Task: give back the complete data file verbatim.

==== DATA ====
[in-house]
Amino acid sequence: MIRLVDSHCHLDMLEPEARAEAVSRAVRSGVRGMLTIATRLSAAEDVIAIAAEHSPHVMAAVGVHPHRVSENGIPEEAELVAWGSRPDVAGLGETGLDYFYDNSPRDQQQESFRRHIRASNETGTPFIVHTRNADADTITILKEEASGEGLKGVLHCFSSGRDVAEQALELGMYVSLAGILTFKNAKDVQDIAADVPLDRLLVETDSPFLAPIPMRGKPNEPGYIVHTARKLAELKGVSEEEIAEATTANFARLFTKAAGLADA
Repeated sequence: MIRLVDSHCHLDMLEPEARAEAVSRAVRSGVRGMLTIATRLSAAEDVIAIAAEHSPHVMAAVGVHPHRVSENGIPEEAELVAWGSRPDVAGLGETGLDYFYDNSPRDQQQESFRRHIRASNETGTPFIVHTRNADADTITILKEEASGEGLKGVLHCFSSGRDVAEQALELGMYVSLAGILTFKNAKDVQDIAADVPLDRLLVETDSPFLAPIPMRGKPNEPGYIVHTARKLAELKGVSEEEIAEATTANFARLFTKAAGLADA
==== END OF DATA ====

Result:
[in-house]
Amino acid sequence: MIRLVDSHCHLDMLEPEARAEAVSRAVRSGVRGMLTIATRLSAAEDVIAIAAEHSPHVMAAVGVHPHRVSENGIPEEAELVAWGSRPDVAGLGETGLDYFYDNSPRDQQQESFRRHIRASNETGTPFIVHTRNADADTITILKEEASGEGLKGVLHCFSSGRDVAEQALELGMYVSLAGILTFKNAKDVQDIAADVPLDRLLVETDSPFLAPIPMRGKPNEPGYIVHTARKLAELKGVSEEEIAEATTANFARLFTKAAGLADA
Repeated sequence: MIRLVDSHCHLDMLEPEARAEAVSRAVRSGVRGMLTIATRLSAAEDVIAIAAEHSPHVMAAVGVHPHRVSENGIPEEAELVAWGSRPDVAGLGETGLDYFYDNSPRDQQQESFRRHIRASNETGTPFIVHTRNADADTITILKEEASGEGLKGVLHCFSSGRDVAEQALELGMYVSLAGILTFKNAKDVQDIAADVPLDRLLVETDSPFLAPIPMRGKPNEPGYIVHTARKLAELKGVSEEEIAEATTANFARLFTKAAGLADA